There are probably few in Texas who are not aware that the nation is in the midst of a substance abuse epidemic. Some studies show that 142 people suffer from a fatal overdose each day, and countless others struggle with their addiction. Of course, the sorrows and pain of addiction affect more than just the person with the addiction. Families and loved ones frequently suffer along with the addict.
Perhaps you are one of those parents who have gone through many dark times with a son or daughter’s addiction. Now, as you prepare to create your estate plan, you have a difficult decision to make about how to distribute your assets appropriately and fairly.
Using caution in your plan
Undoubtedly, your addicted child has placed a strain on your family. Perhaps you have spent untold dollars on your child’s efforts at sobriety, and maybe you even faced the devastation of having your child steal from you to support his or her habit. If you have other children, you may deal with their impatience and bitterness at the stress their sibling places on the family.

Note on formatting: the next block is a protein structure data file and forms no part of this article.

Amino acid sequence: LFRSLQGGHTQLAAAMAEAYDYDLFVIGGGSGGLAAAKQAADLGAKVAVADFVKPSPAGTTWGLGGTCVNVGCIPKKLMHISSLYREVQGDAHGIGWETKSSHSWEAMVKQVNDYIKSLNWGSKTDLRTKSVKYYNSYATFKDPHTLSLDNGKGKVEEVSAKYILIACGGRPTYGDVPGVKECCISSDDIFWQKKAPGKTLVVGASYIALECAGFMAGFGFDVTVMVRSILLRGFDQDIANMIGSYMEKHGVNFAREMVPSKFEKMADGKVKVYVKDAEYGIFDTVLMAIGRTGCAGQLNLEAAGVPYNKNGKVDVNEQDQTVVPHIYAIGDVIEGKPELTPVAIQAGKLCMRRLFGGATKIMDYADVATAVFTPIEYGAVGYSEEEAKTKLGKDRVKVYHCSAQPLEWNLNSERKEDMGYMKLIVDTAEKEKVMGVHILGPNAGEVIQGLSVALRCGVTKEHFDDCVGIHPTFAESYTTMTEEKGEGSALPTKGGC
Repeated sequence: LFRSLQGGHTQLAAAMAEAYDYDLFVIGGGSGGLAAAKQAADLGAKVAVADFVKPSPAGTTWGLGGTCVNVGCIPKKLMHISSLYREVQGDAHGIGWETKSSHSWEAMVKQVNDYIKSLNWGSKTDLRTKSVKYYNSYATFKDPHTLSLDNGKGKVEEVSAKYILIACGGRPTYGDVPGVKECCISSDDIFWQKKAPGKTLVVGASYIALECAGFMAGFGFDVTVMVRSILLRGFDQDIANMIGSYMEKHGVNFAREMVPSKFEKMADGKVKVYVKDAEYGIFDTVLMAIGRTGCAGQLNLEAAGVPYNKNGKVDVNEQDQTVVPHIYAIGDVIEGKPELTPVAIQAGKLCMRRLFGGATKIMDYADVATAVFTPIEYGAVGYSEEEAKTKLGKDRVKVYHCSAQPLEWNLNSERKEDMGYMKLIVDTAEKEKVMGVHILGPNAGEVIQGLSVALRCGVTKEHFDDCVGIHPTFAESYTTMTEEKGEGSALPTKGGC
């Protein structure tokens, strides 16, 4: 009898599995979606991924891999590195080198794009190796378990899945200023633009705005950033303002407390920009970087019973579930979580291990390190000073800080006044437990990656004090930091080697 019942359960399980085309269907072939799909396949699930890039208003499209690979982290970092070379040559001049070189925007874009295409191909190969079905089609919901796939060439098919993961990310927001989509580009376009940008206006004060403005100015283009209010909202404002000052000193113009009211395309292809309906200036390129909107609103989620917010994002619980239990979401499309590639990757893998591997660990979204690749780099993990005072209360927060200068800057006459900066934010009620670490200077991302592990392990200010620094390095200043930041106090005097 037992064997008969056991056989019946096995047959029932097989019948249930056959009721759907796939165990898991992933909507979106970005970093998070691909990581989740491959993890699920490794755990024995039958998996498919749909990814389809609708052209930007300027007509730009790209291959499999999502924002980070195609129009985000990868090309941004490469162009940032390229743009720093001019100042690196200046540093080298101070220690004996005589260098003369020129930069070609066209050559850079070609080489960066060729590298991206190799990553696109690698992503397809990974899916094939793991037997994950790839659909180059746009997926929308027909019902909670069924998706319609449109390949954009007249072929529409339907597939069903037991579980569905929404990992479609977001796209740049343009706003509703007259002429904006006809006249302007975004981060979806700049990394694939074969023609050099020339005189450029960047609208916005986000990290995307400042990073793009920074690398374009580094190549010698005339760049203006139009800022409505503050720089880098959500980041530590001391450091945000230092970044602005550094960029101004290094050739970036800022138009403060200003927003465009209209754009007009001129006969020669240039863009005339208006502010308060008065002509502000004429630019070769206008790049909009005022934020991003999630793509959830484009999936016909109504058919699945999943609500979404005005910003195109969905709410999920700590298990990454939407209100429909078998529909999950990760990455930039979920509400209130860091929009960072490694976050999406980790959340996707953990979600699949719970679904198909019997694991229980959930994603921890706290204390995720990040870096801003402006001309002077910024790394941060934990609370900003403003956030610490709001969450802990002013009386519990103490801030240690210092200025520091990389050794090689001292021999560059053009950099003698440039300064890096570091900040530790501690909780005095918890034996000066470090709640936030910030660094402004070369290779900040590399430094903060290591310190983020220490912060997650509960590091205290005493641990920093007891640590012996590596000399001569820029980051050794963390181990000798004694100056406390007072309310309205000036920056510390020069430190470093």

You may have dreamed of leaving your hard-earned assets in equal portions to your children. However, an outright inheritance can be nothing short of a death sentence for an addict who may wish to spend the money on drugs. Still, there are drawbacks to many other options, for example:
- Disinheriting your addicted child may result in a probate dispute that could drain your estate and further divide your children from each other.
- Assigning siblings to distribute funds to the addicted child carries the risk that your already embittered children will fail to follow your wishes. It also runs the risk that your assets will become the target of the sibling’s creditors.
- Leaving a smaller portion of the estate to your troubled child not only provides funds for your child’s deadly habit but may also finance your child’s challenge of the estate plan.
Perhaps the wisest option for addressing your addicted child in your estate plan is to consider a discretionary trust. Through the trust, you set standards that your child must meet in order to obtain any funds from the inheritance. For example, you could stipulate completing rehabilitation, maintaining good health and obtaining ongoing support for sobriety.
The challenge with using a discretionary trust is finding a trustee with experience in handling heirs with addiction issues. Creating a trust, gaining consent from your child and naming a trustee are not steps you need to take alone. A skilled attorney can provide guidance in all areas of estate planning.